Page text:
Black soapstone countertops replaced white Corian in Martha's kitchen; black glass drawer pulls replaced wood.
Martha's Kitchen Rack
A flea-market wire rack, updated with a new coat of paint, keeps kitchen staples at hand.
Bathroom at Martha's
In a bathroom with bright-white tile and porcelain fixtures, few accessories are required. The carved wooden wall mirror was painted a dark gray-black; the standing adjustable mirror and the wire wastebasket did not need painting. Neither did the tall, wirework towel stand, one of a pair that Martha found at an antiques show.
Get the look with Martha Stewart Living Larsson Carbon Black Mirror at the Home Depot.
Martha's Living Room
An embroidered chocolate-brown silk-velvet tapestry hangs between living-room windows; its lively pattern sets off the graceful lines of an eighteenth-century camelback sofa. The black-horsehair fabric on the sofa, though a splurge, was a good investment -- it is virtually indestructible. The coffee table, originally a galvanized freezer rack, is the ultimate in functionality.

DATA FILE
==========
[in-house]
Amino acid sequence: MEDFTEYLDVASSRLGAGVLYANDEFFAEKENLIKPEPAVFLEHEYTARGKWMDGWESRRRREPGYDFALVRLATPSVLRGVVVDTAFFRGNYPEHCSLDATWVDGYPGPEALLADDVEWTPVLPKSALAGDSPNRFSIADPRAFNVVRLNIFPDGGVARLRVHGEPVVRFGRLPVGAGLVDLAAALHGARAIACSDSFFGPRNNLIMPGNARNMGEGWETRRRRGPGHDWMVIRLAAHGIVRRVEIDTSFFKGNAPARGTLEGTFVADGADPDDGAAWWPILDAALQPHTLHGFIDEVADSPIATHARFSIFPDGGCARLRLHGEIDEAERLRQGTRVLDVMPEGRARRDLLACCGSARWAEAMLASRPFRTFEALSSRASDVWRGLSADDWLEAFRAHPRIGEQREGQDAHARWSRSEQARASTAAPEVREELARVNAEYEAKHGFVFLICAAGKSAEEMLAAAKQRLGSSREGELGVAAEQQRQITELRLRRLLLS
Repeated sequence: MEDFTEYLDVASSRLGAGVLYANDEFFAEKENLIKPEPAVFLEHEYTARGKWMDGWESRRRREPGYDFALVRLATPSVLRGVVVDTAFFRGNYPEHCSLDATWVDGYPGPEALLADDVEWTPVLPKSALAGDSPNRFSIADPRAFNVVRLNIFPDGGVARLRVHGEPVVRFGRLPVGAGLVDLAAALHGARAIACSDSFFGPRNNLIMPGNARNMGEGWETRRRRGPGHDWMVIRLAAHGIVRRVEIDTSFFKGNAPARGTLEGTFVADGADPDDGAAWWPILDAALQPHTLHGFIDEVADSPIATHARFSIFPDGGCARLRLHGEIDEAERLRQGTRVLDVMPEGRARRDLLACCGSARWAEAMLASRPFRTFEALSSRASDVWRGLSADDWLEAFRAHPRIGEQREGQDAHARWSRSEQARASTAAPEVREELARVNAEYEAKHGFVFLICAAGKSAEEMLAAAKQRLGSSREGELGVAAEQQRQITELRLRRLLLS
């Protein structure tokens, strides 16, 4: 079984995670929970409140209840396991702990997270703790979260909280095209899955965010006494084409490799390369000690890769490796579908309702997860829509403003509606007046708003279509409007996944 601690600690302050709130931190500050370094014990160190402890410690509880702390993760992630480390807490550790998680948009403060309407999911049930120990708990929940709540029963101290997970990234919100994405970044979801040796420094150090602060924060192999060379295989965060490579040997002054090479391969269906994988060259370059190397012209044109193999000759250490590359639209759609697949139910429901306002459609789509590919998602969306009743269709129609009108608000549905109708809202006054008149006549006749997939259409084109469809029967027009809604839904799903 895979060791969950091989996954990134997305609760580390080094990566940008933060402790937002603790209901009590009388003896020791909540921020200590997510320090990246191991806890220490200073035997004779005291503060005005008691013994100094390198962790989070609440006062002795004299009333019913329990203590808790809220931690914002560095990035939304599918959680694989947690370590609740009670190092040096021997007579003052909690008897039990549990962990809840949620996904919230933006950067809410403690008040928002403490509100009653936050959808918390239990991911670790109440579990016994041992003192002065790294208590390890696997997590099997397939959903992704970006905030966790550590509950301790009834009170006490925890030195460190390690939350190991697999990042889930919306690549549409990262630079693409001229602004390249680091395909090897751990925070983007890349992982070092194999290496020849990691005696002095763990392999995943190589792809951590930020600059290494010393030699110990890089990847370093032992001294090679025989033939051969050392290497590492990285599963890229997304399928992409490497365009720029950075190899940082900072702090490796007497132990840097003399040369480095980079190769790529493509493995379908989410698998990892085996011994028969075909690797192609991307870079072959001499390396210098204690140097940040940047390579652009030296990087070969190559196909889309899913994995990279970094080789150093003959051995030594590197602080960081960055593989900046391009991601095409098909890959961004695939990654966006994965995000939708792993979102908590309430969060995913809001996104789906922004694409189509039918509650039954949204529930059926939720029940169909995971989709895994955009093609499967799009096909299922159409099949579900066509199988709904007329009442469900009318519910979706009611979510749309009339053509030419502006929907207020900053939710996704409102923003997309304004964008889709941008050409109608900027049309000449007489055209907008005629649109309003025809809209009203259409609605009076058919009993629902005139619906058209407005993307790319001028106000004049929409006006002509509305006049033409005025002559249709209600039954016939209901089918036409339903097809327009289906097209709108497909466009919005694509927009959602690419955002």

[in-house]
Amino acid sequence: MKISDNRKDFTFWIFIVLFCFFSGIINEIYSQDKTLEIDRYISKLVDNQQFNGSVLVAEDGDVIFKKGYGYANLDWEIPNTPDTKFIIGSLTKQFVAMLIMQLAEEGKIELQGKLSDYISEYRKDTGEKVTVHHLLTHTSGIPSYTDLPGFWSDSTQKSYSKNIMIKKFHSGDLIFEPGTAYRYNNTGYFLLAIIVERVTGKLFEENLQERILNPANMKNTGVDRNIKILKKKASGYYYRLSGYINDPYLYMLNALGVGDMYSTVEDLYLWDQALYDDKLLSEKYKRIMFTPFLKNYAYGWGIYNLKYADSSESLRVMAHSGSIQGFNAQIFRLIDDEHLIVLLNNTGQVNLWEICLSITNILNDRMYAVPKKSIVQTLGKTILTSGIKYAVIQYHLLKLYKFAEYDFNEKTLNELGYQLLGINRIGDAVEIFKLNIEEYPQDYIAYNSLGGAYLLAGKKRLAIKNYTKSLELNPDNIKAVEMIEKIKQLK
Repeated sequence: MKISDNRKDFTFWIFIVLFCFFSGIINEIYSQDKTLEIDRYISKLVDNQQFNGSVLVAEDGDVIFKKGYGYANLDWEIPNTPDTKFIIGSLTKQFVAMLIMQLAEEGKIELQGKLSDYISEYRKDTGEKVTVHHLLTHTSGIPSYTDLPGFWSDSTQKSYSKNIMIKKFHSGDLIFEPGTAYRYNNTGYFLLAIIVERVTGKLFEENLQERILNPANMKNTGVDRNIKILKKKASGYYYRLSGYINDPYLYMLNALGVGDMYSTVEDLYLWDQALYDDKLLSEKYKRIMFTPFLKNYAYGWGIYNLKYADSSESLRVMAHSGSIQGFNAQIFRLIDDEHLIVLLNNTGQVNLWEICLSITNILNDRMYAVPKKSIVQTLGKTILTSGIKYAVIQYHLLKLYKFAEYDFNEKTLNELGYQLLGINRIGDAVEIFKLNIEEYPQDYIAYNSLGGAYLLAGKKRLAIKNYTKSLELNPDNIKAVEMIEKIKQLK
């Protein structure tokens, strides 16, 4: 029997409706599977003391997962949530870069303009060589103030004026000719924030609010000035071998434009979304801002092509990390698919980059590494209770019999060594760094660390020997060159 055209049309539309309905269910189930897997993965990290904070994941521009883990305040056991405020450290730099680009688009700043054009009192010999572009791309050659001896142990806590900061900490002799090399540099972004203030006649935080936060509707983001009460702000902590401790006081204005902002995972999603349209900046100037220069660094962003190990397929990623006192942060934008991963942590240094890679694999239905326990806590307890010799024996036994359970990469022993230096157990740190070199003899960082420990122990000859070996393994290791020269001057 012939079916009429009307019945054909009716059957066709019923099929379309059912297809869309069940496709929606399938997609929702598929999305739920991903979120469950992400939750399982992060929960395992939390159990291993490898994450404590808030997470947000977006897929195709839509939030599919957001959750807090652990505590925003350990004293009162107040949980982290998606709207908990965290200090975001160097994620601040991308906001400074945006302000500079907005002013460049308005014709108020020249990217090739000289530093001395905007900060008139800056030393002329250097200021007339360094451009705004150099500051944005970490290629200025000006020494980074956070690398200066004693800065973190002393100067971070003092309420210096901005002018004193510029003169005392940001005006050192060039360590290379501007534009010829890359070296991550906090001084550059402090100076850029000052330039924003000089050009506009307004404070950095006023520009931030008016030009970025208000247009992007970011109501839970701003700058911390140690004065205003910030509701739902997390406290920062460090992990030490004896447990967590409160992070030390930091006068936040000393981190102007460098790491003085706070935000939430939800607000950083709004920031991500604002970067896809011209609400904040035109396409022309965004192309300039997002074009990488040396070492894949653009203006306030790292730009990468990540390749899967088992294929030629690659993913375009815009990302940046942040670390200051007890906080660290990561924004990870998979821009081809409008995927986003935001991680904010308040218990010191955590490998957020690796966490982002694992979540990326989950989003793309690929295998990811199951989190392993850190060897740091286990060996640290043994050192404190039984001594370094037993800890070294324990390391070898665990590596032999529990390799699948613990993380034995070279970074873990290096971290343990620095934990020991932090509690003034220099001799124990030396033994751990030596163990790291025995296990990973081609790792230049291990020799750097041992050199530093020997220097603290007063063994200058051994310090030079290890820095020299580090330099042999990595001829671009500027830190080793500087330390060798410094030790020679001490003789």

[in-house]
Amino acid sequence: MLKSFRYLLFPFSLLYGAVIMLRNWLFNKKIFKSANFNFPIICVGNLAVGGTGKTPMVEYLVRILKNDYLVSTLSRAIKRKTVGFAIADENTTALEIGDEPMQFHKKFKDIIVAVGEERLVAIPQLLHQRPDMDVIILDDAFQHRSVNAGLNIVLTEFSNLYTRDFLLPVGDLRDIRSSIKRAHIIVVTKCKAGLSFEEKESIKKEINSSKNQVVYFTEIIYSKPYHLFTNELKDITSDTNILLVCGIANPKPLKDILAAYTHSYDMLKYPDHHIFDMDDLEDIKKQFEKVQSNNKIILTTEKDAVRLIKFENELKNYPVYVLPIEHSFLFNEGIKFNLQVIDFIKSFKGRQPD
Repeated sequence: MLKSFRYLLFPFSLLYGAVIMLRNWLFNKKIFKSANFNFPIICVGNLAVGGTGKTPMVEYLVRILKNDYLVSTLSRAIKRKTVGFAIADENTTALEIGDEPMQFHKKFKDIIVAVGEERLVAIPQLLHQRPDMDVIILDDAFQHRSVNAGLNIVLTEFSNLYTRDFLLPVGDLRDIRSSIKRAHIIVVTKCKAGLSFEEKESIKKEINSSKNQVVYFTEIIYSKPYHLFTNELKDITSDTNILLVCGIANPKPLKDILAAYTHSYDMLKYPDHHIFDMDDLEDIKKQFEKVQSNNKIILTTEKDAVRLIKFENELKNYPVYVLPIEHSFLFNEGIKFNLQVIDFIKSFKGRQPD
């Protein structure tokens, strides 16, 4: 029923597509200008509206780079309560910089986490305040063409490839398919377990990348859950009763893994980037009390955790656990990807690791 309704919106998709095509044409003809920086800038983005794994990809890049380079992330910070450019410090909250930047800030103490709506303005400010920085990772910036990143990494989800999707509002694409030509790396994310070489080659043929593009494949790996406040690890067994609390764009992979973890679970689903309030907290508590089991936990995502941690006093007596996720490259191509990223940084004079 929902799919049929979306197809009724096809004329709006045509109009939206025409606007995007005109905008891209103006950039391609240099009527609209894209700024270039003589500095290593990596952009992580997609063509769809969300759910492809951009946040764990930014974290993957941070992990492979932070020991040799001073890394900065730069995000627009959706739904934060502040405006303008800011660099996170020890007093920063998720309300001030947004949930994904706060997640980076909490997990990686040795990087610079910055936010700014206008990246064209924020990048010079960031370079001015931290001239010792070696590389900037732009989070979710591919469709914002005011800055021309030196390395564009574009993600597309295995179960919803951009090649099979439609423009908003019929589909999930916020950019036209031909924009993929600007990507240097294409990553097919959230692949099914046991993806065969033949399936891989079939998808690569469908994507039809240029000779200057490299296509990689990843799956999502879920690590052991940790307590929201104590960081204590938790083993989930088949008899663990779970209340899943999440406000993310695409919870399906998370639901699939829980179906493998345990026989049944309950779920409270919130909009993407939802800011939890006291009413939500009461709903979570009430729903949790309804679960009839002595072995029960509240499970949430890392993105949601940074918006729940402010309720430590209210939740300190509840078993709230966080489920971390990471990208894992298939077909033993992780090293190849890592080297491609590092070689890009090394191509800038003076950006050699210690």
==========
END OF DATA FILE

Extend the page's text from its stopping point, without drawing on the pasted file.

Bedroom at Martha's
In the bedroom, a trim bedside table (found at auction) has the same rich, true-black ebonized finish as the bed. The reading lamp was painted a stone brown.
Get the look with Martha Stewart Living Larsson Carbon Black Side Table at the Home Depot.
Martha's Plant Stand
Also painted in stone brown, this newly refinished plant stand sits demurely in the corner of the living room, a base for a towering topiary.